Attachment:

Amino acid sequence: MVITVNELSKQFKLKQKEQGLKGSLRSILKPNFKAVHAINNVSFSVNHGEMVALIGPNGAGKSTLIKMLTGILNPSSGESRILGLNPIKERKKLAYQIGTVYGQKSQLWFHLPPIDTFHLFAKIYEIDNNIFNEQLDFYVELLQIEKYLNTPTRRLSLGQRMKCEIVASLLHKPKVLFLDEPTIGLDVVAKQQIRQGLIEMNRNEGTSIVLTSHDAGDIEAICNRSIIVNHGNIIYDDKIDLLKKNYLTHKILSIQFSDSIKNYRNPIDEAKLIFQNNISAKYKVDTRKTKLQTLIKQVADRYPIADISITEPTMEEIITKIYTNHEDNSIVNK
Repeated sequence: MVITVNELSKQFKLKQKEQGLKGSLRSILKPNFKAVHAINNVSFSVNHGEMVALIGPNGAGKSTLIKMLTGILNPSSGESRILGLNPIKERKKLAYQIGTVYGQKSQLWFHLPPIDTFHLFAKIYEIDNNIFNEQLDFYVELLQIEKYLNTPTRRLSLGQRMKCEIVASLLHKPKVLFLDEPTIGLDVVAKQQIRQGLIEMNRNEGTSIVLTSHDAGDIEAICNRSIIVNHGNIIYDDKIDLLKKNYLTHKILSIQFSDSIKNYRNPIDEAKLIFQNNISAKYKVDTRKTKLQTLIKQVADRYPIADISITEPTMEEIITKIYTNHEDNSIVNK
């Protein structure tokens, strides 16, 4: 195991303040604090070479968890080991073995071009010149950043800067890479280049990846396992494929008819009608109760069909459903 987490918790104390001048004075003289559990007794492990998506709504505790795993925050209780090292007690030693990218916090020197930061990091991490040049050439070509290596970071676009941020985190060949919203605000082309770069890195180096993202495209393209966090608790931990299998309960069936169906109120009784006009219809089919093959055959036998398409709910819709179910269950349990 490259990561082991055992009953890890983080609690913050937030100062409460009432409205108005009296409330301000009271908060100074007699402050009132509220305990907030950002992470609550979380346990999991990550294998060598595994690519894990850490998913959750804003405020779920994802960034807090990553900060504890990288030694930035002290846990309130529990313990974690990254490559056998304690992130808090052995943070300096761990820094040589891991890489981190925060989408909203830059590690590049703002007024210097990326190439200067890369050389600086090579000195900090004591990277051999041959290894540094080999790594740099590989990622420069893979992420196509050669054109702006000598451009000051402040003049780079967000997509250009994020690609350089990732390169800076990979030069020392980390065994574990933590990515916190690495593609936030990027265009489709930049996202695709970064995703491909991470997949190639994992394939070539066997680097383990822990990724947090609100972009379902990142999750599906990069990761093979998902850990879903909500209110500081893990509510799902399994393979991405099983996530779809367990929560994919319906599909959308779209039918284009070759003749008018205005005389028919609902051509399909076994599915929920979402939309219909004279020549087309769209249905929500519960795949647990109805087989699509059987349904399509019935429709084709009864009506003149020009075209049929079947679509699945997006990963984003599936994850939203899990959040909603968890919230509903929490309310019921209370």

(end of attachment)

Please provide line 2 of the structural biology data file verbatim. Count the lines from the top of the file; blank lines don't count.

Repeated sequence: MVITVNELSKQFKLKQKEQGLKGSLRSILKPNFKAVHAINNVSFSVNHGEMVALIGPNGAGKSTLIKMLTGILNPSSGESRILGLNPIKERKKLAYQIGTVYGQKSQLWFHLPPIDTFHLFAKIYEIDNNIFNEQLDFYVELLQIEKYLNTPTRRLSLGQRMKCEIVASLLHKPKVLFLDEPTIGLDVVAKQQIRQGLIEMNRNEGTSIVLTSHDAGDIEAICNRSIIVNHGNIIYDDKIDLLKKNYLTHKILSIQFSDSIKNYRNPIDEAKLIFQNNISAKYKVDTRKTKLQTLIKQVADRYPIADISITEPTMEEIITKIYTNHEDNSIVNK